The administrative agencies can indeed be perceived as the fourth branch of government. One way of confirming this is the fact that they have the power to exercise laws passed by Congress as a part of the legislature. In addition, administrative agencies have come to be perceived this way because they have the ability to practice all the three constitutionally divided powers of government within one bureaucratic body. In this sense, agencies legislate (legislative function) by delegating the authority of rulemaking, as well as execute and enforce rules (executive function). Finally, they interpret and implement these rules and ensure the compliance with them (judicial function). In this continued discussion, administrative agencies are also perceived as the headless fourth branch of government because of their role in creating rules with the effect of law. Moreover, given that it is possible for these rules to be comprised partially by either private or non-governmental actors proves the point of those criticizing this body in charge of rulemaking as being the headless fourth branch of government.

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In the further discussion of administrative agencies being perceived as the fourth branch of government, the paradox of discretion mitigates some concerns about unelected government officials making laws by making rules. This can be confirmed by the fact that administrative agencies have the tendency of undermining the rule of law given the extent of discretion they have in the process of rulemaking. The discretion has made it possible for these agencies to decide who is exempted, for instance, politically powerful groups. This move greatly violates the notion that all citizens are equal and are treated equally by the law. Another significant concern of the paradox of discretion is that it leads to the violation of the principles of separation of powers because these agencies have the ability to break down the division among the three constitutional branches of government. Although being granted powers by Congress, these agencies are not accountable to any branch of government and, therefore, the decision on what is considered acceptable and what is not acceptable is at their discretion.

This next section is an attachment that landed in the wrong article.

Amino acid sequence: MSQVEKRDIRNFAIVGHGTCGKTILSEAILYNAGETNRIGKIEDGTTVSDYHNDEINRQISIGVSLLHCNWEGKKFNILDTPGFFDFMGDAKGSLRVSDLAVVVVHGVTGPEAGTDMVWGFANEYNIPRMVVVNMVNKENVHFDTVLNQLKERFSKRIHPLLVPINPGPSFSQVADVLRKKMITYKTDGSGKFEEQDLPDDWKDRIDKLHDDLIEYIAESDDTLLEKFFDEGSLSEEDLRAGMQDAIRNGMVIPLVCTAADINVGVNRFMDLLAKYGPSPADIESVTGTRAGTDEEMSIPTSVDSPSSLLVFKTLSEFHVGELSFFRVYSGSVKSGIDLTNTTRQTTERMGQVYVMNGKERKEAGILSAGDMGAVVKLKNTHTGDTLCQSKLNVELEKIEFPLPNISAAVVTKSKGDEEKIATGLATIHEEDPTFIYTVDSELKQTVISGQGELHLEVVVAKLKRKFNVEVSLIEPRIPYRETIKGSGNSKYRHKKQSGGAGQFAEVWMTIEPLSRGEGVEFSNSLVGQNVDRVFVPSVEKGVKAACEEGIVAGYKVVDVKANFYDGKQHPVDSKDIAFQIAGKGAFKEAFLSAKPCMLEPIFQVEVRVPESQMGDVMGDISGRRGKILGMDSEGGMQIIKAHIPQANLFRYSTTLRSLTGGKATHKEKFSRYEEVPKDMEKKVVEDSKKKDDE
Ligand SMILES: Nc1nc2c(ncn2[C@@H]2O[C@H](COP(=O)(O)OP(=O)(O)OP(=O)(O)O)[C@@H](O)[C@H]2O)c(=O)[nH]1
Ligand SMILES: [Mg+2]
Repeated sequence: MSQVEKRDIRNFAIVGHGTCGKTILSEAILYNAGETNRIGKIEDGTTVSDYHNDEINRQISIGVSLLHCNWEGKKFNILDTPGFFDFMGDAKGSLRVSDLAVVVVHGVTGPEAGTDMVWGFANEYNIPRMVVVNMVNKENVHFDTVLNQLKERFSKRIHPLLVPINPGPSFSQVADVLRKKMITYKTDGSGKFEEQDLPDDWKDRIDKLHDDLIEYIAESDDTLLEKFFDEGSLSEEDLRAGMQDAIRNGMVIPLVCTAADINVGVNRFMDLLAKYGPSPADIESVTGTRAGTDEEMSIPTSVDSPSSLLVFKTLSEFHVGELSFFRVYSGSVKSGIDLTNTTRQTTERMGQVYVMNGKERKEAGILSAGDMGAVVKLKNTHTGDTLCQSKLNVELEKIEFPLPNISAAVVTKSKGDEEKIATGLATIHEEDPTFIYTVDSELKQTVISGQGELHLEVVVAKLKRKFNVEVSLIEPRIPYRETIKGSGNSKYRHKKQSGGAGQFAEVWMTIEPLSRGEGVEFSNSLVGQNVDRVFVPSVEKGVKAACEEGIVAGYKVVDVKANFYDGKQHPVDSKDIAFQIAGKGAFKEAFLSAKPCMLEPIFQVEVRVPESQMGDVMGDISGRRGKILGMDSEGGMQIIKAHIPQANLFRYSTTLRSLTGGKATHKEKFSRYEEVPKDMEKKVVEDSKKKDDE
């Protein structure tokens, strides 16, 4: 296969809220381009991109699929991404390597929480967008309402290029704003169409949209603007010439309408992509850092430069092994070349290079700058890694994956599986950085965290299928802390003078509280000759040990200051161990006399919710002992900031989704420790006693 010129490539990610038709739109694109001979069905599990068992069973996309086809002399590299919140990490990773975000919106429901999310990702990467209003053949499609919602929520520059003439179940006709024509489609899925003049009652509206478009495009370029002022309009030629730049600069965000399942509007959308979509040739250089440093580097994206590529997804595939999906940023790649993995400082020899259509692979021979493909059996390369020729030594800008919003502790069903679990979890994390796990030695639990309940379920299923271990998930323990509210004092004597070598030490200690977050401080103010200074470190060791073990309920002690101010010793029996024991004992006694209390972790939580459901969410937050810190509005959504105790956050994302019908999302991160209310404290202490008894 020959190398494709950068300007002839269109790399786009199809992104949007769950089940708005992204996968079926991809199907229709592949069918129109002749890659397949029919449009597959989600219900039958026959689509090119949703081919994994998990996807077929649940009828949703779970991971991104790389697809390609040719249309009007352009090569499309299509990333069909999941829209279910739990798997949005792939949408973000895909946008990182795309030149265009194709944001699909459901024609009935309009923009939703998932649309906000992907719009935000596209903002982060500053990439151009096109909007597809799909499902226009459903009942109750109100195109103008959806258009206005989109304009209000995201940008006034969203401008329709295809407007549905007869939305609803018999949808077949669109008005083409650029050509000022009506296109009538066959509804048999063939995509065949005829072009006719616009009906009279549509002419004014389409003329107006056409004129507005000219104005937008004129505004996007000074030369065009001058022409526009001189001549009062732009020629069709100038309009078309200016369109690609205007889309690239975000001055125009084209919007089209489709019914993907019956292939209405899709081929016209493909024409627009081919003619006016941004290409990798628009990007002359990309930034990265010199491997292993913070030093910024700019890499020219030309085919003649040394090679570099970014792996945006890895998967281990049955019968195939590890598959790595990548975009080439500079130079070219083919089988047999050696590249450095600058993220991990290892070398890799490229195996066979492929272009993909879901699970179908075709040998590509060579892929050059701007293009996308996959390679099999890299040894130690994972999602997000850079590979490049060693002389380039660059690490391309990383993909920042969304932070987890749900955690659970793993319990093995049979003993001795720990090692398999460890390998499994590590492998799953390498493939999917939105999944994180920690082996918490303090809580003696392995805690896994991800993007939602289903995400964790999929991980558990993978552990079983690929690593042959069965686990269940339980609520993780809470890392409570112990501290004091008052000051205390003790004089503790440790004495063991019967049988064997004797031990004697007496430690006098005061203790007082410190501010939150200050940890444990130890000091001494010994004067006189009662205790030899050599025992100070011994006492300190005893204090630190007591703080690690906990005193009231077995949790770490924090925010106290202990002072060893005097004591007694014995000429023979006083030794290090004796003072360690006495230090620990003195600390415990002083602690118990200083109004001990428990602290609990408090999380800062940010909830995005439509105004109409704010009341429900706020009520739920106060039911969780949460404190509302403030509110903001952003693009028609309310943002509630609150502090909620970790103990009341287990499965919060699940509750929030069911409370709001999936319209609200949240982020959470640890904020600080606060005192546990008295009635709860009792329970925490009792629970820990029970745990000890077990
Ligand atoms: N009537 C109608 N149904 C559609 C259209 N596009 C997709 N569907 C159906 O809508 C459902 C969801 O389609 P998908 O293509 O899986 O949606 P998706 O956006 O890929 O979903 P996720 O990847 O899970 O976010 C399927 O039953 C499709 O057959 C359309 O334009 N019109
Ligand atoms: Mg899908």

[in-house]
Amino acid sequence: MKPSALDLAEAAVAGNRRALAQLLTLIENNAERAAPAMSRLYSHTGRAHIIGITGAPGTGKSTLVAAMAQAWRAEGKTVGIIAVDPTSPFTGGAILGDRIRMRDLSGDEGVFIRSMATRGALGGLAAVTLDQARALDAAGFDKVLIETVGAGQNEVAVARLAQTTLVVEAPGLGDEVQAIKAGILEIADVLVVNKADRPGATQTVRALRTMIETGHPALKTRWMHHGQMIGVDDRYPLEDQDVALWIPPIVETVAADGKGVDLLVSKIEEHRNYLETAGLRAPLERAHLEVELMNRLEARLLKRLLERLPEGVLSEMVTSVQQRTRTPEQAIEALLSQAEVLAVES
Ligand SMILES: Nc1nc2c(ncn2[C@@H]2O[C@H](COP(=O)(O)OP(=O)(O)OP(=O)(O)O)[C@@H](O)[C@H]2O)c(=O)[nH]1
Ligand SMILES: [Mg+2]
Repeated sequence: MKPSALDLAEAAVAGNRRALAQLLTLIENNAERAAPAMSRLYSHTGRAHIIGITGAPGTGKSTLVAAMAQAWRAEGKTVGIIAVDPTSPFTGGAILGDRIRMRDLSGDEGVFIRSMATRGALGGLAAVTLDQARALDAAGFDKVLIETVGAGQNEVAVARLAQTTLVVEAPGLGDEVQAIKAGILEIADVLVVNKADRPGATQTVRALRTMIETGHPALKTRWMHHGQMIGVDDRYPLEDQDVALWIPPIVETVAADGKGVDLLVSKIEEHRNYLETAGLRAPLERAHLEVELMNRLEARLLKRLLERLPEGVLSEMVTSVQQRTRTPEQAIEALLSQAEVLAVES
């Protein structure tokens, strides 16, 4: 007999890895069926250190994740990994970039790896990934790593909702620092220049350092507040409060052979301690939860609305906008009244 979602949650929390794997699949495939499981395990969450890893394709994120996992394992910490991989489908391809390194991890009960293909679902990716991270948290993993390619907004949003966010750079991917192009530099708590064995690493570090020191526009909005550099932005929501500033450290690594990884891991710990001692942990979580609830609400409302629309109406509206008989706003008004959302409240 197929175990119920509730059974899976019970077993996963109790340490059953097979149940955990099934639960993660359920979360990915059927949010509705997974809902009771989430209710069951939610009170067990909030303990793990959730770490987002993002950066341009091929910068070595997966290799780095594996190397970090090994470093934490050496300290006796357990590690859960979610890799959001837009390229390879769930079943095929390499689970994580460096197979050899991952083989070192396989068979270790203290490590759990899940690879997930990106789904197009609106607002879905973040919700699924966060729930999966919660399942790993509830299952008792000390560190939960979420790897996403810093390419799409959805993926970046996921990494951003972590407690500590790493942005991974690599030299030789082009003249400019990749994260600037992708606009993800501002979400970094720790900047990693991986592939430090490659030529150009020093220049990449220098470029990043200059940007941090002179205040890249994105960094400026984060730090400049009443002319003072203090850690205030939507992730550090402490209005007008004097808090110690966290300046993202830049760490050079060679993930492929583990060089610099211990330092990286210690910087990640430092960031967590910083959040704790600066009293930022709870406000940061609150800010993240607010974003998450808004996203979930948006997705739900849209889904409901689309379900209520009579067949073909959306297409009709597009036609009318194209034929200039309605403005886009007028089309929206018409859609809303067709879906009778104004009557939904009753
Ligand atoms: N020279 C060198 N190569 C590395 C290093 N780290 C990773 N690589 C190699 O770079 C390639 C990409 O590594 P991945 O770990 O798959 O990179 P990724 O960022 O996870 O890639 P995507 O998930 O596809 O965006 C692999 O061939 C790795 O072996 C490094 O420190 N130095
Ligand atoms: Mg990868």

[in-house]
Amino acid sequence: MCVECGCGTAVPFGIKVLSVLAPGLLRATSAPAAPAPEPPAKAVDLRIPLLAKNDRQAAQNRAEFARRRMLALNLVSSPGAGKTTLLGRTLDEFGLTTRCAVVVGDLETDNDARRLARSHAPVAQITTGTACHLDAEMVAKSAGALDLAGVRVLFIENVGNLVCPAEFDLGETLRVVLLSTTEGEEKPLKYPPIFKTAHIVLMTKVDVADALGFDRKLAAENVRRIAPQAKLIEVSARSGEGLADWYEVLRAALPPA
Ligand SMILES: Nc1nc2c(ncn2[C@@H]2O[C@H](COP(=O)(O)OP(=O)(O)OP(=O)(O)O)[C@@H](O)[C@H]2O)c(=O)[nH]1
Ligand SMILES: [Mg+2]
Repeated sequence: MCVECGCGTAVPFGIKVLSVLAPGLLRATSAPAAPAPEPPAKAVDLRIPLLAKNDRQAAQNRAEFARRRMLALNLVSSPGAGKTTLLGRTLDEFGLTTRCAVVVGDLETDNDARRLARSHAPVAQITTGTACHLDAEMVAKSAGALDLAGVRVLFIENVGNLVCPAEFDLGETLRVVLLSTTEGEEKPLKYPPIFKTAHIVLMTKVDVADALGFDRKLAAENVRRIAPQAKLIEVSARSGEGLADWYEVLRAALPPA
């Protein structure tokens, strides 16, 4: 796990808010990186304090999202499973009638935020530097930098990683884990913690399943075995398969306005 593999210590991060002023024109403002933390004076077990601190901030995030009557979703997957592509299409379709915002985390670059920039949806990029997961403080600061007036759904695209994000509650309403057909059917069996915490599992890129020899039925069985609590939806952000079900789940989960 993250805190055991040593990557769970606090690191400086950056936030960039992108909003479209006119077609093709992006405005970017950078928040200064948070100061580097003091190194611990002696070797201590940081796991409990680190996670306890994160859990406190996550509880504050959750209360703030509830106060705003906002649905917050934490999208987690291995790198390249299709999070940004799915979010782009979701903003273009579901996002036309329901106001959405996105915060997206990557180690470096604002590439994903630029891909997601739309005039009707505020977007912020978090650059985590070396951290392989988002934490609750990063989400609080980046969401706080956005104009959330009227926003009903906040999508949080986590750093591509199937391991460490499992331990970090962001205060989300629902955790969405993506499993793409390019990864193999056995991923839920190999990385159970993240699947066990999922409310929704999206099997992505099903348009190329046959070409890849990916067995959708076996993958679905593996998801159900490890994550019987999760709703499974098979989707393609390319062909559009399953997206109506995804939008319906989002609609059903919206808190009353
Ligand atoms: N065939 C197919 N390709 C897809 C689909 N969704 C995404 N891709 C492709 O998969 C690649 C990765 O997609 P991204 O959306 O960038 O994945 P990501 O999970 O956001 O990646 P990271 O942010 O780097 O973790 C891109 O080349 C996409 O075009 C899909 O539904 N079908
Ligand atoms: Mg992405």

Differences among the Concepts Implement, Interpret, and Prescribe

According to Kerwin and Furlong (2010), the term implement is used when the law or policy associated with a given rule has been fully developed in a statute that is enacted by either congress, executive order of the president, or a judicial decision. Therefore, in this instance, rules made should not provide any additional substantive elaboration. On the other hand, the concept interpret occurs when laws and policies of a given rule have been well established but confront unanticipated or changing circumstances (Kerwin & Furlong, 2010). For instance, this can be perceived in the case of a new business. In this regard, statutory terms, which are clear, precise, and well written, have to be taken into consideration. Finally, the term prescribe should only be used for rules when Congress establishes specific goals of a given law or policy in the statutes. It should also provide a few details about how this law or policy should be put into operation or how it can be achieved (Kerwin & Furlong, 2010).

Significance of Expertise in Rule Making